Unorthodox Gastronomy

The most important question on the subject is clearly what exactly is orthodox or not when it comes to food? If you hold the view that insects are strange fare, then locusts dipped in soy sauce would qualify as out of this world. I would then assume that salt on mature duck egg (complete with crunchy beak) would fit the bill, as would piping hot black coffee poured over steamed white rice. How about pig offal dunked in vinegar? I’m sure that most Asians will have encountered steamed chicken feet at some point. Those are great with chili paste. (Okay, that’s being adventurous.)

If I pull back to “normal unorthodox” from a Western standpoint, would semi-chunky peanut butter on a Cavendish banana be considered a crime? I can say that I enjoy that, but it’s pretty close to a common banana split with Reese’s Peanut Butter Cup-flavored ice cream. I see more outlandish things than that on an episode of Iron Chef. Many of the things that go into the ice cream machine I find particularly weird. Arugula-flavored ice cream is right out.

In the end it’s the limits of everyday cuisine that will define an unusual pairing of foods and flavors for each person. I recall my French boss threatening to fire me on two occasions, once for cutting my spaghetti, and a second time for ordering pizza with pineapple (sacrilege, apparently). In return, I demanded an apology from one of my own staff for putting ketchup on a $15 steak.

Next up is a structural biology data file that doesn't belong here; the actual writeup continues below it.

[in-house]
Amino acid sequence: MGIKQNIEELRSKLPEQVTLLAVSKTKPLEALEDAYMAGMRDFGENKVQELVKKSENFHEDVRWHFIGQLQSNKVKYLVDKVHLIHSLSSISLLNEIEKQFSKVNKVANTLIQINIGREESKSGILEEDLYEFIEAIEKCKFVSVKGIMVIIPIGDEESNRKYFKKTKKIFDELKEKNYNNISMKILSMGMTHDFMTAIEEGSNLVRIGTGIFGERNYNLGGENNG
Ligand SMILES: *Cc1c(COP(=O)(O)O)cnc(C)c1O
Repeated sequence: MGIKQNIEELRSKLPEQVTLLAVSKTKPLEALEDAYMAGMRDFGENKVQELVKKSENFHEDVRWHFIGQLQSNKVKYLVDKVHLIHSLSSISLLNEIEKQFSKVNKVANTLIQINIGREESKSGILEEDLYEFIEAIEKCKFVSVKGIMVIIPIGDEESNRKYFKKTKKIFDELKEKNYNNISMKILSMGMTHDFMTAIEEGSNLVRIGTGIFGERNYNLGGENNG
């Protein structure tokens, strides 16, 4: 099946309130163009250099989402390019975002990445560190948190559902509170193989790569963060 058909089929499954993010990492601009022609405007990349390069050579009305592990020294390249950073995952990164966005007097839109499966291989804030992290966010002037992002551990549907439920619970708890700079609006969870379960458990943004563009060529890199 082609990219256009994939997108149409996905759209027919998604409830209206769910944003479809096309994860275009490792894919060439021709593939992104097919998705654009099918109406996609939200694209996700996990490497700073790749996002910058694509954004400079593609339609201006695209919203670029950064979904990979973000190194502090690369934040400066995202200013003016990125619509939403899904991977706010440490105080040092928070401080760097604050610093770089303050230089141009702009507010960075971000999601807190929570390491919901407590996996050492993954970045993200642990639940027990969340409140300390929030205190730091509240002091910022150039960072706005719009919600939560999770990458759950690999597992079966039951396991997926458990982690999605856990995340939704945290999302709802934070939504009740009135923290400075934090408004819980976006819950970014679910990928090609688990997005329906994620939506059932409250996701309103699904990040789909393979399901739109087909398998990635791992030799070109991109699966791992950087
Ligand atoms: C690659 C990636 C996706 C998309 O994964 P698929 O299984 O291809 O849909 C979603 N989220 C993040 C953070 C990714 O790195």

I probably overthought this whole thing.

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5 thoughts on “Unorthodox Gastronomy

  1. Ketchup on a $15 steak?? I would want an apology for that too. Either that person really likes ketchup or they don’t know how to appreciate a steak.

  2. It was actually my fault. The person in question was a 20-year old girl who’d never been in an upscale restaurant. I should have prepared my team better for that reward dinner. It all ended well though! 🙂 Thanks for dropping by!

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